Leader: Musical of Edinburgh Seven inspires new generation

Sophia Jex-Blake, one of the leading figures in the long and often bitter fight for the right of women to train as doctors. Photograph: Edinburgh University Library.
Sophia Jex-Blake, one of the leading figures in the long and often bitter fight for the right of women to train as doctors. Photograph: Edinburgh University Library.
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As pioneers in the long struggle for equal rights for women, they were truly extraordinary.

The Edinburgh Seven, who in the 1870s became the first women ever to matriculate at a British university, faced opposition from powerful male academics who believed women lacked the intellectual ability and stamina to study medicine. Several hundred male students went further, throwing mud and other objects at Sophia Jex-Blake and her six colleagues as they arrived for an exam.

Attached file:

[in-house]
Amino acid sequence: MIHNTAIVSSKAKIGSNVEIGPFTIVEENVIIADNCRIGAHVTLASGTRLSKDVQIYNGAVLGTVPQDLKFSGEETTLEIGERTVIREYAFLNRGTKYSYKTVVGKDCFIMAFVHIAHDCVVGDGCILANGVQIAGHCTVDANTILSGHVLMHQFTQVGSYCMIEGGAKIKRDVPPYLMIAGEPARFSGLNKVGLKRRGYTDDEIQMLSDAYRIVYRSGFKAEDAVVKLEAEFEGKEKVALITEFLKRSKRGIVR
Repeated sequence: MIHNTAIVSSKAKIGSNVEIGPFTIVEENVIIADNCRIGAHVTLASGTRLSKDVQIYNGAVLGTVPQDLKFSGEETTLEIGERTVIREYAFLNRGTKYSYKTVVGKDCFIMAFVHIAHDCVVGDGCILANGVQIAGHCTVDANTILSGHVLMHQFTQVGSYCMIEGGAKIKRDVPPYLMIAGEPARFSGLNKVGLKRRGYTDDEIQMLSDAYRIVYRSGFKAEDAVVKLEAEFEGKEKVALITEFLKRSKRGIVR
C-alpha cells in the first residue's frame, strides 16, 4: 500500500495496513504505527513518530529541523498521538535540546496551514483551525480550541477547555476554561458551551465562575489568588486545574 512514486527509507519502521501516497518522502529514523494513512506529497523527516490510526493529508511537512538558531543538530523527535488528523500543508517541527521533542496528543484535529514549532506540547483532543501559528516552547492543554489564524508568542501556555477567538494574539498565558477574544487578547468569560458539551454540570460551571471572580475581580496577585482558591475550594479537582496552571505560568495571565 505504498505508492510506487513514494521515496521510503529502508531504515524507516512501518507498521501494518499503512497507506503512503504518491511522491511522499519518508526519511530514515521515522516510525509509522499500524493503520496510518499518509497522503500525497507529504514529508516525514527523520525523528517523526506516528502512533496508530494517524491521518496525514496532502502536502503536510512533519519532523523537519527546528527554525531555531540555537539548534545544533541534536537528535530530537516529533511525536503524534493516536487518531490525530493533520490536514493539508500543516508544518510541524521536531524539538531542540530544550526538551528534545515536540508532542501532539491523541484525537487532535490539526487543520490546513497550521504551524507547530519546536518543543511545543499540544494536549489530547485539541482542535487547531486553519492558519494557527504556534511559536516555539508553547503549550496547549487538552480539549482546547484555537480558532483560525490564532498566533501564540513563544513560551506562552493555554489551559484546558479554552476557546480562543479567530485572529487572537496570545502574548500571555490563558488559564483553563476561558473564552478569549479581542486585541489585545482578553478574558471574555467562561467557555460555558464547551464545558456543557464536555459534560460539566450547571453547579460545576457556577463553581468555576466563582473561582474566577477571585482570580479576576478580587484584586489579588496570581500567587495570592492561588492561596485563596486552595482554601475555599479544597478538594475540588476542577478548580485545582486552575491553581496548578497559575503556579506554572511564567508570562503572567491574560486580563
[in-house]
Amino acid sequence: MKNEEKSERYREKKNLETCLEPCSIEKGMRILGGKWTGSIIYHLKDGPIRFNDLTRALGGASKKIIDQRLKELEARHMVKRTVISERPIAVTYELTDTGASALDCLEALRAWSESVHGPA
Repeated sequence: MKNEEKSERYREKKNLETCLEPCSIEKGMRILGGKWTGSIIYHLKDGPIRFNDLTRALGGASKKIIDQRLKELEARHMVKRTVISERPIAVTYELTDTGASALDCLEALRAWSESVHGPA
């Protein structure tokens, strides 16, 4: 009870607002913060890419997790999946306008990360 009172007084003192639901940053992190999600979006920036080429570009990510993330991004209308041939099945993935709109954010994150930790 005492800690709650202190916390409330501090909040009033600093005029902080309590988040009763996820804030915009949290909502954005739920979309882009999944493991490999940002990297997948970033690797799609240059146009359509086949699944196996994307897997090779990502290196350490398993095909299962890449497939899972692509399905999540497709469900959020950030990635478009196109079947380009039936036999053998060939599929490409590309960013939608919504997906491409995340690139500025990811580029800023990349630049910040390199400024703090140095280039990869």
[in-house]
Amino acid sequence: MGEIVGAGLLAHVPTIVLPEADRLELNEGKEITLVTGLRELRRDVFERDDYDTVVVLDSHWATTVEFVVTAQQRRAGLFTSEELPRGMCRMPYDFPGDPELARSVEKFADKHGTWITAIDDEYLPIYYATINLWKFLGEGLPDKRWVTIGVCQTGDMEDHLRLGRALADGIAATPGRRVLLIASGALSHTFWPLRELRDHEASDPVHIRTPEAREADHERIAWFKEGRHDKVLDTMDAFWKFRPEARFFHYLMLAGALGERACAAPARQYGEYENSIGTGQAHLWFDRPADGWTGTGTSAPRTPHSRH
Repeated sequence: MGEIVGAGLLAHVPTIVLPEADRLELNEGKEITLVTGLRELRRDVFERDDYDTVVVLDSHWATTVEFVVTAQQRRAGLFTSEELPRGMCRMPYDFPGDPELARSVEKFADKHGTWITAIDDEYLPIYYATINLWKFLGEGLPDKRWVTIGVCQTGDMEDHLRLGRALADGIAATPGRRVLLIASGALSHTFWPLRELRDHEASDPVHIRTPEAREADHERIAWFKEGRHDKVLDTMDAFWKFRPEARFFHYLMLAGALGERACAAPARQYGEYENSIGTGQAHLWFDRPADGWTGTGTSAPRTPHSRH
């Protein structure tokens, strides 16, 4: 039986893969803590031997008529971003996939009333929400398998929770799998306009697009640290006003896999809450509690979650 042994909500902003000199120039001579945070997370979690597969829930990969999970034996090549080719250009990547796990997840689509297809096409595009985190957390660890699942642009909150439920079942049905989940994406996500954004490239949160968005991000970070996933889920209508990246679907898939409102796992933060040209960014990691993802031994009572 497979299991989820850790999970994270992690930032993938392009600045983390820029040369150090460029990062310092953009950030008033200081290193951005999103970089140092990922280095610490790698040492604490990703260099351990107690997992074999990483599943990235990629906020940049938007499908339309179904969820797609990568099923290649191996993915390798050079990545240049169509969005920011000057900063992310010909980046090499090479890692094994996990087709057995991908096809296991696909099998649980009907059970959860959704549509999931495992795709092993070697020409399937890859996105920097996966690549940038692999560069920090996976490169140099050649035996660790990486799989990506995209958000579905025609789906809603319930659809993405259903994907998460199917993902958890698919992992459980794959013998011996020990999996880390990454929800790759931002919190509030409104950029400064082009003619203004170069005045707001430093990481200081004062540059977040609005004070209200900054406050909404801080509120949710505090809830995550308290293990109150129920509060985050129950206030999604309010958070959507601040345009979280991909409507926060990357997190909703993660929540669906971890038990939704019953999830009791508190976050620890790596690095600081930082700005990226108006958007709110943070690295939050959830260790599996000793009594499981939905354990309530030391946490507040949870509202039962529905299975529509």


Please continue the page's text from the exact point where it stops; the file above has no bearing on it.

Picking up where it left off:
But, in the face of such sexist attitudes and violence, they persevered. They were prevented from graduating, but still Jex-Blake went on to run the London School of Medicine for Women and later opened a similar school in Edinburgh and all the other six became MDs or were involved in medicine in some way.

Such indomitable spirit does not appear to have won over their male contemporaries at Edinburgh University, but it did triumph in the battle for the hearts and minds of the public and the number of applications by women to study at universities soared. Happily, Scotland on Sunday’s sister paper The Scotsman was an early supporter.

Nearly 150 years later, sexist attitudes are still a problem. But telling the story of the Edinburgh Seven – as Jordanna O’Neill and John Kielty plan to do in a new stage musical – will help remind us all that society can be transformed for the better if good people stand up to prejudice and intolerance.